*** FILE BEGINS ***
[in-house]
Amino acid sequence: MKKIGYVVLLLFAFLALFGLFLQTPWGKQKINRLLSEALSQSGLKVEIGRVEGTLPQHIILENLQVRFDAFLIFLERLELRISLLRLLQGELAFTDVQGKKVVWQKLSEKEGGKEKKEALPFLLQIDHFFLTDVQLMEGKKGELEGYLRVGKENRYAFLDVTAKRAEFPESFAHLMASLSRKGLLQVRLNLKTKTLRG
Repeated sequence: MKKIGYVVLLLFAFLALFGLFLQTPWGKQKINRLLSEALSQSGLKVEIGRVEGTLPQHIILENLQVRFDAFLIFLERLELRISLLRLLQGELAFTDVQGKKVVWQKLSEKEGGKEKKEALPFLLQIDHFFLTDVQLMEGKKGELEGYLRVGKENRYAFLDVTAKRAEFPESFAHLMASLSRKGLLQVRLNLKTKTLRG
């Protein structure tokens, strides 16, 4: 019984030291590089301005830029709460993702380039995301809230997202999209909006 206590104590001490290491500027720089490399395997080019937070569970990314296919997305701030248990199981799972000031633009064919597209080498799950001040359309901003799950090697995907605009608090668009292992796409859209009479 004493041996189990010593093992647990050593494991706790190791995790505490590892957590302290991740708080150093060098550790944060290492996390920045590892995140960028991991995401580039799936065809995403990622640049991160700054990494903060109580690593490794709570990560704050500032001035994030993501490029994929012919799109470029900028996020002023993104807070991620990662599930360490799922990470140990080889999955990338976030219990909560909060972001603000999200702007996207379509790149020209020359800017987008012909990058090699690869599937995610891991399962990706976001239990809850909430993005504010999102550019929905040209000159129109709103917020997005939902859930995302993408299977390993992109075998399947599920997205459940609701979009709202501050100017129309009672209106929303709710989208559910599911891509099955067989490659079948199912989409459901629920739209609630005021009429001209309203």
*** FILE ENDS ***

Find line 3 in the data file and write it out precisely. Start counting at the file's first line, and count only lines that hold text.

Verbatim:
Repeated sequence: MKKIGYVVLLLFAFLALFGLFLQTPWGKQKINRLLSEALSQSGLKVEIGRVEGTLPQHIILENLQVRFDAFLIFLERLELRISLLRLLQGELAFTDVQGKKVVWQKLSEKEGGKEKKEALPFLLQIDHFFLTDVQLMEGKKGELEGYLRVGKENRYAFLDVTAKRAEFPESFAHLMASLSRKGLLQVRLNLKTKTLRG